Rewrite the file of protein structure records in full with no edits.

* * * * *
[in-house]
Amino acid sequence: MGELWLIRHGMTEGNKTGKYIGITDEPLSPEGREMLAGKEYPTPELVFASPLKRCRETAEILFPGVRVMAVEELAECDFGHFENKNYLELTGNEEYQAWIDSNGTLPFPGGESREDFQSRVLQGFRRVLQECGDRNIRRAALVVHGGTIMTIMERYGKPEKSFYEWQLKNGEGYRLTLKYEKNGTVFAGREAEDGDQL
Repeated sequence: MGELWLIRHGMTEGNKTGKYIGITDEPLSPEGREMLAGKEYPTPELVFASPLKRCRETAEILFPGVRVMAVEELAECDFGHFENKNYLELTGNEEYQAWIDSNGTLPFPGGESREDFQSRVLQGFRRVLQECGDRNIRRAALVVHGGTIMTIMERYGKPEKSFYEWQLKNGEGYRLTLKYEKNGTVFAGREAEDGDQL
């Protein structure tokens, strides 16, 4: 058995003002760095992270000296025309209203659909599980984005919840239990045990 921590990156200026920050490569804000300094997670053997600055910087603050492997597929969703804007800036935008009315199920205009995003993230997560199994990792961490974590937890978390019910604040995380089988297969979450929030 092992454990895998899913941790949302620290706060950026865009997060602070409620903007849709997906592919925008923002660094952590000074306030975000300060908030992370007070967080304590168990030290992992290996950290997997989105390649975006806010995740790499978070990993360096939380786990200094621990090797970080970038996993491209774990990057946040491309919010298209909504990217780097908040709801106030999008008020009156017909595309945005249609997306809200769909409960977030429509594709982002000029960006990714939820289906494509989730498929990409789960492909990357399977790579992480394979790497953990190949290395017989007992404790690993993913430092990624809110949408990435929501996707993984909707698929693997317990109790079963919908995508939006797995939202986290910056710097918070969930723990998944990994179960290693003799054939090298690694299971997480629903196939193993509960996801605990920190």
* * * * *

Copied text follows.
[in-house]
Amino acid sequence: MGELWLIRHGMTEGNKTGKYIGITDEPLSPEGREMLAGKEYPTPELVFASPLKRCRETAEILFPGVRVMAVEELAECDFGHFENKNYLELTGNEEYQAWIDSNGTLPFPGGESREDFQSRVLQGFRRVLQECGDRNIRRAALVVHGGTIMTIMERYGKPEKSFYEWQLKNGEGYRLTLKYEKNGTVFAGREAEDGDQL
Repeated sequence: MGELWLIRHGMTEGNKTGKYIGITDEPLSPEGREMLAGKEYPTPELVFASPLKRCRETAEILFPGVRVMAVEELAECDFGHFENKNYLELTGNEEYQAWIDSNGTLPFPGGESREDFQSRVLQGFRRVLQECGDRNIRRAALVVHGGTIMTIMERYGKPEKSFYEWQLKNGEGYRLTLKYEKNGTVFAGREAEDGDQL
């Protein structure tokens, strides 16, 4: 058995003002760095992270000296025309209203659909599980984005919840239990045990 921590990156200026920050490569804000300094997670053997600055910087603050492997597929969703804007800036935008009315199920205009995003993230997560199994990792961490974590937890978390019910604040995380089988297969979450929030 092992454990895998899913941790949302620290706060950026865009997060602070409620903007849709997906592919925008923002660094952590000074306030975000300060908030992370007070967080304590168990030290992992290996950290997997989105390649975006806010995740790499978070990993360096939380786990200094621990090797970080970038996993491209774990990057946040491309919010298209909504990217780097908040709801106030999008008020009156017909595309945005249609997306809200769909409960977030429509594709982002000029960006990714939820289906494509989730498929990409789960492909990357399977790579992480394979790497953990190949290395017989007992404790690993993913430092990624809110949408990435929501996707993984909707698929693997317990109790079963919908995508939006797995939202986290910056710097918070969930723990998944990994179960290693003799054939090298690694299971997480629903196939193993509960996801605990920190």